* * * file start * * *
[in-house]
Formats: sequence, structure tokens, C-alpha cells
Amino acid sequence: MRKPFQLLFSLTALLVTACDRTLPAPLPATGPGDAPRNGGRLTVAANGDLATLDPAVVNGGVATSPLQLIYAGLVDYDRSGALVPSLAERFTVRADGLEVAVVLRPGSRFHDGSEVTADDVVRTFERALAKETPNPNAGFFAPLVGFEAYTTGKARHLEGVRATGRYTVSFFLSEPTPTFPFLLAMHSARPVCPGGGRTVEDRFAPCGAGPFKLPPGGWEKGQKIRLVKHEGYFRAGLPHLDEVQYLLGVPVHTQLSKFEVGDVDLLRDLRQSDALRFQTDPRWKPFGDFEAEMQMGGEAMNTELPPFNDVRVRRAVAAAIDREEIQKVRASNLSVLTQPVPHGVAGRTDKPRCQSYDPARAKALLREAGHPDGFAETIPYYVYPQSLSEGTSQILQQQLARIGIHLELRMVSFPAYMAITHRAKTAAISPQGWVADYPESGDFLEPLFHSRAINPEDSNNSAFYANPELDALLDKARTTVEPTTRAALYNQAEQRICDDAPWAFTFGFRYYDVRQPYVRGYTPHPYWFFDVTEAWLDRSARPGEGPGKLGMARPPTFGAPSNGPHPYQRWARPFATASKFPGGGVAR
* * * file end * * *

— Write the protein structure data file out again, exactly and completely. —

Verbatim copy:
[in-house]
Formats: sequence, structure tokens, C-alpha cells
Amino acid sequence: MRKPFQLLFSLTALLVTACDRTLPAPLPATGPGDAPRNGGRLTVAANGDLATLDPAVVNGGVATSPLQLIYAGLVDYDRSGALVPSLAERFTVRADGLEVAVVLRPGSRFHDGSEVTADDVVRTFERALAKETPNPNAGFFAPLVGFEAYTTGKARHLEGVRATGRYTVSFFLSEPTPTFPFLLAMHSARPVCPGGGRTVEDRFAPCGAGPFKLPPGGWEKGQKIRLVKHEGYFRAGLPHLDEVQYLLGVPVHTQLSKFEVGDVDLLRDLRQSDALRFQTDPRWKPFGDFEAEMQMGGEAMNTELPPFNDVRVRRAVAAAIDREEIQKVRASNLSVLTQPVPHGVAGRTDKPRCQSYDPARAKALLREAGHPDGFAETIPYYVYPQSLSEGTSQILQQQLARIGIHLELRMVSFPAYMAITHRAKTAAISPQGWVADYPESGDFLEPLFHSRAINPEDSNNSAFYANPELDALLDKARTTVEPTTRAALYNQAEQRICDDAPWAFTFGFRYYDVRQPYVRGYTPHPYWFFDVTEAWLDRSARPGEGPGKLGMARPPTFGAPSNGPHPYQRWARPFATASKFPGGGVAR